Hasegawa 1/48 F4U-4 Corsair


U 3


Currently, $18.98


One aircraft


Scott Van Aken


Ex-Mania kit


The F4U-4 is the ultimate WWII variant of the Corsair. The -4 introduced a more powerful engine, this time driving a four-bladed prop. It still had many of the same basic airframe parts as the earlier versions, but several of those were beefed up so that the Corsair could handle more ordnance. By the time the -4 entered service during the last year of the war, it was pretty obvious that the days of the specialized naval bomber were numbered. The Corsair was able to carry a heavier payload than the SB2C Helldiver and it did not need the extra crewman. Additionally, it was much faster and if it had to defend itself, it was more than a match for most of the adversaries it had to meet. The Marines loved the bird. It could carry a wide variety of ordnance, was fast, was rugged, and able to operate with ease from either rough strips or aircraft carriers.

Despite the wholesale canceling of contracts that occurred at the end of World War II, the Corsair was one of the few still kept in production, albeit at a much reduced rate. The final -4 rolled off the assembly line in mid 1947, only to be supplanted by even more updated versions. When the Korean War broke out in mid-1950, there were still plenty of F4U-4s in fleet service. They continued to be used with much success in the ground attack mission until the end of the war. Jets may be faster, but the Corsair could carry a respectable load and hang around to suppress enemy troops. 

After seeing military service, a number of Corsairs joined the Air Racing circuit and decades later became the prize possessions of a few lucky warbird operators. The last military use of the Corsair was during the 'Soccer War' of 1969 between Honduras and El Salvador. Both countries operated the Corsair against each other, with those of Honduras being credited with a few air to air victories.


This is one of several Mania designed kits that were put into Hasegawa's lineup after that company went out of business. In addition to several 1/72 kits, the Ki-27 and the older N1K2-J kits in 1/48 are ex-Mania models. Despite their now nearly 30 year old molds, these kits hold up extremely well against their more modern counterparts. Detailing is very good, even though it is of the raised panel line variety. 

I have only seen this kit molded in blue and though I wish it were in medium or light grey, it still builds into a great model. The cockpit includes a tub with raised detail on the side consoles and instrument panel. It includes a seat and stick with a n additional seat cushion; rudder pedals of sorts are molded into the floor. The engine detail is good for its day consisting of the front bank of cylinders on a backing plate. The pushrods are molded on the front crankcase housing.

Landing gear detailing is quite good, though again, not up to modern standards. The wheel wells are a bit shallow for the main gear and non-existent for the tail wheel. There is a pilot figure. Kit includes a two-piece canopy that can be displayed open if you desire. Ordinance is limited to two drop tanks. Any bombs will have to come from the spares box. There is no provision for rockets at all, not even holes in the wings for stub launchers.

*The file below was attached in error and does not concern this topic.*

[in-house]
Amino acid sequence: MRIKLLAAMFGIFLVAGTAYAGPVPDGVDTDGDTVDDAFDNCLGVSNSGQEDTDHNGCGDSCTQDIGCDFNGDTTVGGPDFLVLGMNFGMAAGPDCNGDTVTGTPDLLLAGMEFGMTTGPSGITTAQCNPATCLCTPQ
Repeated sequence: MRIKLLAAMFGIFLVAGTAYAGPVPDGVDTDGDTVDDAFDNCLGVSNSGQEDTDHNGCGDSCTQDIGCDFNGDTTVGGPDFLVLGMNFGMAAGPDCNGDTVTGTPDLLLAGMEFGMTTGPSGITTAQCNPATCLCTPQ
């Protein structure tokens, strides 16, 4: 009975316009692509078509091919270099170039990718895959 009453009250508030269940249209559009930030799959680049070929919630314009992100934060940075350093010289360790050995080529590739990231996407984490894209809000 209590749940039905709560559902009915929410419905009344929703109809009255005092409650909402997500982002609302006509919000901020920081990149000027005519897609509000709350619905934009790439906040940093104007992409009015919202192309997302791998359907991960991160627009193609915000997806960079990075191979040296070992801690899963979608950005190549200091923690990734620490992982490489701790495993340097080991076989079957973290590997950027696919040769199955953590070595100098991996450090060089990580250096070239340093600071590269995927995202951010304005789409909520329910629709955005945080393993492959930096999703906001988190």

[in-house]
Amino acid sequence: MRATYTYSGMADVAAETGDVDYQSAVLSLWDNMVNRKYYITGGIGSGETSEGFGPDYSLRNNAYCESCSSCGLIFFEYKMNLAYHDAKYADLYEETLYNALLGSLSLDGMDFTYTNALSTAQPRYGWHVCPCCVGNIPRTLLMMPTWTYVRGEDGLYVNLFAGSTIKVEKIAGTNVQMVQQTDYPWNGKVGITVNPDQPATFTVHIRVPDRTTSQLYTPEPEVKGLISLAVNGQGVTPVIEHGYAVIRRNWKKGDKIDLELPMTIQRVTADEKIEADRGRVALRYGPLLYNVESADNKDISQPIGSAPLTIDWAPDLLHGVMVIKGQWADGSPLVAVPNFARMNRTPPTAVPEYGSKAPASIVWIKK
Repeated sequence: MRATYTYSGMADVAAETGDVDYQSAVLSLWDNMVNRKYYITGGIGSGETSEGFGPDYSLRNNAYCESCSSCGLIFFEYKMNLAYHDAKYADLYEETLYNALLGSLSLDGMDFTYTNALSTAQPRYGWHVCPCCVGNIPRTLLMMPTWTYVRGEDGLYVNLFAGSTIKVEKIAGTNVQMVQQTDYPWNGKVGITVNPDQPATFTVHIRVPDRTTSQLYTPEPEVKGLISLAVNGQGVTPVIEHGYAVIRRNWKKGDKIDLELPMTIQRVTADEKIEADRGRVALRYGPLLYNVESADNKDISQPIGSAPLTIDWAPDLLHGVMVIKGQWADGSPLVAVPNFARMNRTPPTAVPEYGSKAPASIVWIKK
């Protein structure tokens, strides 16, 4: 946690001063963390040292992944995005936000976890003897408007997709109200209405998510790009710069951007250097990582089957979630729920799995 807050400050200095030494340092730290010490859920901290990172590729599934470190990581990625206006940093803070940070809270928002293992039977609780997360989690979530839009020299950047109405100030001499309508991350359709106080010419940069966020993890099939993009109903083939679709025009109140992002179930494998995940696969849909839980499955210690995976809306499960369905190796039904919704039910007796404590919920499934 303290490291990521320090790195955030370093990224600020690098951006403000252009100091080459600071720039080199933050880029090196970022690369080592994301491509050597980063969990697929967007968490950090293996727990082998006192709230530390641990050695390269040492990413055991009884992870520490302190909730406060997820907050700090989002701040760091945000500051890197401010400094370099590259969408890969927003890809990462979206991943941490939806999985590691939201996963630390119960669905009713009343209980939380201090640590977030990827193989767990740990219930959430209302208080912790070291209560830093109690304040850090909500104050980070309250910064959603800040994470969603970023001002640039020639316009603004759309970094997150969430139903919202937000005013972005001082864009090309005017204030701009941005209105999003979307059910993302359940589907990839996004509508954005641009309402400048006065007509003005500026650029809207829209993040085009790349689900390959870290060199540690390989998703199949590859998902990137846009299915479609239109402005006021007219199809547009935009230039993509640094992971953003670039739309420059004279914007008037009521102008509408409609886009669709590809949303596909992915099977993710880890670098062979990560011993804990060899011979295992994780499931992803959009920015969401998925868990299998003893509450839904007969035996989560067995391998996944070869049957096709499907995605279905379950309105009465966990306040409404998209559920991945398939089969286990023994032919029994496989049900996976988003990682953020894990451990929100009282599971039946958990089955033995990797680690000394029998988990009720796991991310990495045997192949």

As befits a kit of this age, there are ejector pin marks on the inside of all the gear door and on the main landing gear. There are also a number on the cockpit floor which will be interesting to try to remove. However the rest of the kit is devoid of flash and the mold seams are quite small.

Instructions are in both Japanese and English. There are colors given where appropriate, but they are in generic colors and not keyed to any brand of paint. Due to their age, my decals are starting to yellow a bit. They are for one aircraft, an overall Gloss Sea Blue aircraft from VF-61 aboard the USS Midway circa 1949. The decals are well printed, though a touch off register with the red. Most of us will be using aftermarket decals to allow a more interesting color scheme.

Editors Note: Andrew Desautels recently wrote to me and logically explained that the markings for this aircraft could not have been when they were VF-61 as they did not deploy with the Corsair using that designation. However, they did deploy as VF-5B with the -4 though it was earlier and on board the Valley Forge, Coral Sea, and the FDR. By the time the Midway deployment was made, they had been redesignated VF-61 and converted to F8F Bearcats. 

Andrew's research indicates that the markings are from the late1947 Valley Forge deployment.  On later deployments, the squadron painted the tip of the tail white.  If you want to see a photo of this aircraft, it is in the Squadron-Signal USN Aircraft Carrier Air Units Volume 1: 1946-56.

I can tell you that this kit builds very nicely and can be done quickly. It is still the best F4U-4 in 1/48 and is one that modelers of just about any skill level can do and have a very nice result.

Review kit courtesy of me and my wallet!

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